ments include repairing plaster walls and repainting traditional stenciled wall art in the dining room and an upstairs hall. On deck for the future are new storm windows for the first floor and bathroom updates in the basement level. Filer said the fundraising dollars were essential because the state only budgets about $500,000 annually for upkeep and staffing at the mansion. Some additional funding goes to two household employees.

Turkey Supper Where: Monroe United Methodist Church When: Tuesday, November 5th Time: 5:30 - 7:00 p.m. Cost: Adults - $8.00 • Children under 6 - $4.00 Serving: Turkey, Dressing, Mashed Potatoes with Gravy, Green Beans, Coleslaw, Cranberries, Pie, and Drink A Fantastic shopping event.



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Monday, November 4, 2013

Local Record

Kiwanis welcomes new board, officers

Submitted Photos Top: Newton Noon Kiwanis officers were installed Sept. 25 by Tom Lloyd (center right) of Newton, lieutenant governor of Division 10 of the Nebraska Iowa District. Pictured (from left) are Nancy Janssen, treasurer; Jennifer Timmins, president; Pam Conklin, secretary; Lloyd; Carol Jones, board member; and Lonnie Barton, immediate past president. Above: The 2013-2014 Newton Noon Kiwanis Board of Directors and Officers began their terms Oct. 1. Pictured (from left) are Carol Jones, Bob Lane and Lonnie Barton (immediate past president), board members; Jennifer Timmons, president; Pam Conklin, secretary; Margie Criswell, board; and Nancy Janssen, treasurer.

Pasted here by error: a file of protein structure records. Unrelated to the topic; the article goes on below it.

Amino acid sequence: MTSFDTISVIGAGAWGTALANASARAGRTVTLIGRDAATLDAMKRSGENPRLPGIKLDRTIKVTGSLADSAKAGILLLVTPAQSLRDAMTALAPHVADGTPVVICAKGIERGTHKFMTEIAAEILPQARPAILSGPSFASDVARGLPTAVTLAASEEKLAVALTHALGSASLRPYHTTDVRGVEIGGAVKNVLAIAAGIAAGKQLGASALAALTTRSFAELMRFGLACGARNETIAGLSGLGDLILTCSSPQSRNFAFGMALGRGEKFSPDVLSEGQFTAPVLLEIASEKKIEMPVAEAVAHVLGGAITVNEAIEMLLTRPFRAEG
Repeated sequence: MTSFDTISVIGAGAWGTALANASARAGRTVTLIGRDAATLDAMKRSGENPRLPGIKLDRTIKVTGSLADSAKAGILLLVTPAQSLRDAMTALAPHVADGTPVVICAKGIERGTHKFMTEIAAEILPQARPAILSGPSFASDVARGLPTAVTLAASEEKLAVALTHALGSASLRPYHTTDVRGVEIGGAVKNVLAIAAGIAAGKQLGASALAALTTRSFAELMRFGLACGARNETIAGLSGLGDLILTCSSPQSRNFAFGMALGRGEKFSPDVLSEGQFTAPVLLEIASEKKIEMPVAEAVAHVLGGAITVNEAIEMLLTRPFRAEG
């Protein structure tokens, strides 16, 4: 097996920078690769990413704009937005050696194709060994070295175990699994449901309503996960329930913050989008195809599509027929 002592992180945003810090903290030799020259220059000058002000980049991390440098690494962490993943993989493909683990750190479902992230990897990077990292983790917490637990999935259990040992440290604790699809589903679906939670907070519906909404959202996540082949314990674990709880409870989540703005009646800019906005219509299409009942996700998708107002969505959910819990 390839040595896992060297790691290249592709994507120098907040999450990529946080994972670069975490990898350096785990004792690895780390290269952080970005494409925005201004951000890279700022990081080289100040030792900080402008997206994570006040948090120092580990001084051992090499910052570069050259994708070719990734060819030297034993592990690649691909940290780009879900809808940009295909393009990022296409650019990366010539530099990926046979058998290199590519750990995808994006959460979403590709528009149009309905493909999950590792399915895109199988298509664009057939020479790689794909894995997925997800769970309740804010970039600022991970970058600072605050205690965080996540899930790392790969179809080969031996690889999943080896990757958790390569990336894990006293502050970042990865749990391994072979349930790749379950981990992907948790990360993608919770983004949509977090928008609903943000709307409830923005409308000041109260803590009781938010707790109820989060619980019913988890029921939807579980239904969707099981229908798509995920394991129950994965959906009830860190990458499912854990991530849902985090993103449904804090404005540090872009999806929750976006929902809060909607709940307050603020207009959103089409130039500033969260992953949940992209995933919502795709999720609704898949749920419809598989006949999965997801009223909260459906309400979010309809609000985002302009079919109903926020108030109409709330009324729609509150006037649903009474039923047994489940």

Bullying summit to address solutions DES MOINES (AP) — Educators, parents and students will gather for Gov. Terry Branstad’s second summit on bullying prevention. The event will be held today in Des Moines. This year’s theme is “Mission Possible: Stepping Up the Response,” and is a follow-up to last year’s summit, which drew about 1,100 people. The summit’s keynote speaker is Emily Bazelon, author of the book “Sticks and Stones: Defeating the

Culture of Bullying and Rediscovering the Power of Character and Empathy.” During the summit, there will be sessions on how students and adults can make a difference. Participants will explore good legal policy and support schools may need to better deal with bullying. The governor’s push for antibullying legislation meant to help school districts combat harassment on social media sites failed during the last legislative session.

Local PEO chapters to meet Tuesday Several PEO chapters will meet Tuesday. Chapter AO will meet at the home of Judith Dailey. Refreshments will be at 12:30 p.m. followed by the meeting and program. Chapter LC will meet at the home of Danette Botts a 1 p.m. Members are asked to phone regrets. Chapter ME will meet at Park Centre. This is a change from what is in the book. Refreshments will be served at 7 p.m., and the business meeting will begin at 7:30 p.m. Chapter HS will meet in the home of Anne Willemsen. Refreshments will be served at 12:45 p.m. The meeting and program will follow. The guest speaker will be Bob Callaghan, superintendent of Newton schools.